Abstract. Coral holobionts, the keystone architects of the coral reef ecosystem, comprise notorious associations between an invertebrate host and both eukaryotic and prokaryotic microbes. These provide crucial services to the coral host, covering its nutritional and immunity needs, and therefore contributing to its ecological dominance in tropical shallow oligotrophic waters. Here, I will focus on several case studies to illustrate the degree of integration and interdependence established between corals and their symbionts. At the interface between the host epithelium and the seawater environment, coral surface mucus supports a microbial community that acts as barrier against a wide range of pathogens. Findings suggest a selective role of mucus carbohydrate fractionation in the response of the associated prokaryotic community. I will also show that the fate of the coral holobiont upon external disturbance relates to the degree of disruption of its mucus microbial community, with recovery being dependent on the persistence of an intact beneficial microbiome. I will also explore the biochemical variation and the dynamic response of microbial communities inhabiting the gastrovascular cavity of corals upon feeding activities of the host to elucidate on the fairly unexplored microbial ecology of this semi-closed environment. At last, I will touch on a few examples of particular adaptations of the coral microbiome to the mesophotic reef environment. By jointly presenting this series of recent findings originating from different compartments of the coral holobiont, I highlight the complex but deterministic nature of interactions established between corals and their microbial symbionts.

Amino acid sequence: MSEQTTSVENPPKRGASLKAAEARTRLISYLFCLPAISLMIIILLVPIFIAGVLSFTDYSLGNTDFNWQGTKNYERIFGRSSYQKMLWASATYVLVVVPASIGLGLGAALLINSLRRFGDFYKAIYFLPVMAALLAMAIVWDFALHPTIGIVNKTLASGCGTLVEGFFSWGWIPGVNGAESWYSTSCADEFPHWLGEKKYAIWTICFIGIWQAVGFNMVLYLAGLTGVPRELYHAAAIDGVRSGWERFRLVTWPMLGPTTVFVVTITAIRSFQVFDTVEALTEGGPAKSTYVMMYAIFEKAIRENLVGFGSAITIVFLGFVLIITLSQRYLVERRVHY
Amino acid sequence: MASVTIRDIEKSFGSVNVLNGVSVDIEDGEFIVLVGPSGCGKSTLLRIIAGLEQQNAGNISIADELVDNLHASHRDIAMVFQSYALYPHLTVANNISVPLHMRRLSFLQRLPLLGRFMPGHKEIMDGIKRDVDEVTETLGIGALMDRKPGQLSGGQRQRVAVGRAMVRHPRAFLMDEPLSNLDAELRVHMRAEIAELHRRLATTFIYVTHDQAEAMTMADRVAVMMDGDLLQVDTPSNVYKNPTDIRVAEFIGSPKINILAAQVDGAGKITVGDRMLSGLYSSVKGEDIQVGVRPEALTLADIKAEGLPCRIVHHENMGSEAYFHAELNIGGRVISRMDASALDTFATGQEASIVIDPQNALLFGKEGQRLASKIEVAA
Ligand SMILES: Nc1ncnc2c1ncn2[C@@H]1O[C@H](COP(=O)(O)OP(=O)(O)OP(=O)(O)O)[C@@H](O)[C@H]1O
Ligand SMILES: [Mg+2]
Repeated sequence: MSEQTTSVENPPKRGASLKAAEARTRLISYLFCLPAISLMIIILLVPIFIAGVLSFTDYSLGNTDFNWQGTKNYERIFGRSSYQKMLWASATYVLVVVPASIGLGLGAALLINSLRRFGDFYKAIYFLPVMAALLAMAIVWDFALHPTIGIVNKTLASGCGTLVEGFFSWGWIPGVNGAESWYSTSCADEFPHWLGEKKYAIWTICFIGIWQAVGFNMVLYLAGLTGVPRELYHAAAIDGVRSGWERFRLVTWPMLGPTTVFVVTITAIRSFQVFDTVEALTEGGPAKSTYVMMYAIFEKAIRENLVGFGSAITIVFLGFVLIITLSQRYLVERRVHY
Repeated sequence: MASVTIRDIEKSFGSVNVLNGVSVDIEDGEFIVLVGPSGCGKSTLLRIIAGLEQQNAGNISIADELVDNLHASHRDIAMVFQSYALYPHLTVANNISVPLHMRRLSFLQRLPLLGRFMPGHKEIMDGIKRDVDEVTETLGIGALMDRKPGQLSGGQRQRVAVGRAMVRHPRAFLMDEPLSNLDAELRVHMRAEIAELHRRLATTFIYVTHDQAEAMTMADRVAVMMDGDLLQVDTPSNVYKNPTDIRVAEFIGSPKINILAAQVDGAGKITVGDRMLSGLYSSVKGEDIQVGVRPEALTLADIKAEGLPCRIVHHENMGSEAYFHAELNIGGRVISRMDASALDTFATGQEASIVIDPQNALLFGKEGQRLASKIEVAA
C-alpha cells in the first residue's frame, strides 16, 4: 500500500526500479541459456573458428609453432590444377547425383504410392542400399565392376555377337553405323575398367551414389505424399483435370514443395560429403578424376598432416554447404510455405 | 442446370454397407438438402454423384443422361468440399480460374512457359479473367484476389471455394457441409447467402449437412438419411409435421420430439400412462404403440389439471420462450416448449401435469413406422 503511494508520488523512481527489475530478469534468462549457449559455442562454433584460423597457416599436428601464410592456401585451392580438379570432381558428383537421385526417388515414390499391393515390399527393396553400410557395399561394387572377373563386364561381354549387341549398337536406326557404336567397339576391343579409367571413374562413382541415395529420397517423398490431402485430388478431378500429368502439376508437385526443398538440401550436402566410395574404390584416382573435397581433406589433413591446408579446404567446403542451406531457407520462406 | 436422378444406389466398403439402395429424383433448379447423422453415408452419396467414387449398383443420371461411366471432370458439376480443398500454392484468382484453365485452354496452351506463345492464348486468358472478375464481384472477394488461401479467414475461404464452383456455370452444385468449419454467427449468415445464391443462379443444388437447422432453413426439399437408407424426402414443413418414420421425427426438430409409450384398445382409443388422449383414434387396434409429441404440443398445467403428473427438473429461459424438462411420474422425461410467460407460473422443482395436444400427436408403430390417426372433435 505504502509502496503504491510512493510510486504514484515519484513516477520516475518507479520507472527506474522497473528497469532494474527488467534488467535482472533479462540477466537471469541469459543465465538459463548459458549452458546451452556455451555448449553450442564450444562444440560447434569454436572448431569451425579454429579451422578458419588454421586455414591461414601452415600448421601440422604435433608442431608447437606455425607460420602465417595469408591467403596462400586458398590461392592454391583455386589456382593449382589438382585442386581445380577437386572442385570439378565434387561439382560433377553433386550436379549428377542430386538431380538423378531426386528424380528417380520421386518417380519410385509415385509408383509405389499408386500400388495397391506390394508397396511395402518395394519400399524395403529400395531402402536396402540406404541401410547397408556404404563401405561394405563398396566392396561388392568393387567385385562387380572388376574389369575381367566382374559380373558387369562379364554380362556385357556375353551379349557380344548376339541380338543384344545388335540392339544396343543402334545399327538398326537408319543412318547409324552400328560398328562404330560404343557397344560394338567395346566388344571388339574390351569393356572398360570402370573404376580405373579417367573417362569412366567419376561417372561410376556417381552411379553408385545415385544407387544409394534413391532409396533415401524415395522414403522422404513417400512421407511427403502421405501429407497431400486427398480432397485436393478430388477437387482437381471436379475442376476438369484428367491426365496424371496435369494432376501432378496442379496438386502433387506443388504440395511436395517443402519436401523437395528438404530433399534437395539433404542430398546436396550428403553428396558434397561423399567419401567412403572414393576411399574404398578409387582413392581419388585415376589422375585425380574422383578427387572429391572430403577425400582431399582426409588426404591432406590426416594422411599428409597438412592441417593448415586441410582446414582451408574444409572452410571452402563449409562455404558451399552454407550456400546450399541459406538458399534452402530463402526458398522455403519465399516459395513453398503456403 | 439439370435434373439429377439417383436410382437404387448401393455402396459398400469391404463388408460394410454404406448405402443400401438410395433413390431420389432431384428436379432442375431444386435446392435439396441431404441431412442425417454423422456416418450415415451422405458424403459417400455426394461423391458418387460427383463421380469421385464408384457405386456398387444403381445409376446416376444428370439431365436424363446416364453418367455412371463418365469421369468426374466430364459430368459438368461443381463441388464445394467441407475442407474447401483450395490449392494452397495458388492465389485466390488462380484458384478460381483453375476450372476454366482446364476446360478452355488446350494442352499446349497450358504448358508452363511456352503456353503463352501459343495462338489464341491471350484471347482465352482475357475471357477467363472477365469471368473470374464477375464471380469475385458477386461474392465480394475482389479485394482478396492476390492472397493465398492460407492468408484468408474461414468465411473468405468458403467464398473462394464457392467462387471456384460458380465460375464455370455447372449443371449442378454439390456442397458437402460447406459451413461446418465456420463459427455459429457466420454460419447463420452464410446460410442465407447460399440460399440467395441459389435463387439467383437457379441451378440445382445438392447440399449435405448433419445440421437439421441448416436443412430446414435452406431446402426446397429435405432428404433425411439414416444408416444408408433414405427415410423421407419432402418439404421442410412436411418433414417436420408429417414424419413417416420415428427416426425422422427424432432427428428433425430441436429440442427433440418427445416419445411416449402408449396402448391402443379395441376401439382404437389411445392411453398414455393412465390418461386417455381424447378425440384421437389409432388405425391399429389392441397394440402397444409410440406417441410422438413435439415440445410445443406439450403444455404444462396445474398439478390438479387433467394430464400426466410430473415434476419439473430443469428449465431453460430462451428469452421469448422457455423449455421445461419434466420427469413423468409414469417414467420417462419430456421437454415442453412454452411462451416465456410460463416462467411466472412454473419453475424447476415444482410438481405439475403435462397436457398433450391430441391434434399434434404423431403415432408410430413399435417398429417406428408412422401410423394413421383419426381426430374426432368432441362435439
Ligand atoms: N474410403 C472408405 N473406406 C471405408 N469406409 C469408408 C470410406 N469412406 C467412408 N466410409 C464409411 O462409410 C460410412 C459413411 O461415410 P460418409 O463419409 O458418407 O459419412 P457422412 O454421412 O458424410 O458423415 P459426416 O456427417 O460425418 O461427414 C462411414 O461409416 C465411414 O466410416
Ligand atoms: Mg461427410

Biography. Pedro Frade is a postdoctoral researcher at the Centre of Marine Sciences (CCMAR) at the University of Algarve (Portugal). His research focuses on the microbial ecology of coral reef ecosystems, in particular the functional roles played by coral-associated microbial communities belonging to the three domains of Life in the niche diversification and adaptation of their coral hosts. Pedro uses field and laboratorial approaches based on molecular biology and biogeochemistry to investigate the microbiome’s functional diversity in auto- vs heterotrophic corals, across shallow vs mesophotic reefs, and for tropical vs temperate coral hosts. He completed a PhD at the University of Amsterdam in the Netherlands and conducts most of his field research based at the fieldstation of CARMABI Foundation on the South Caribbean island of Curaçao.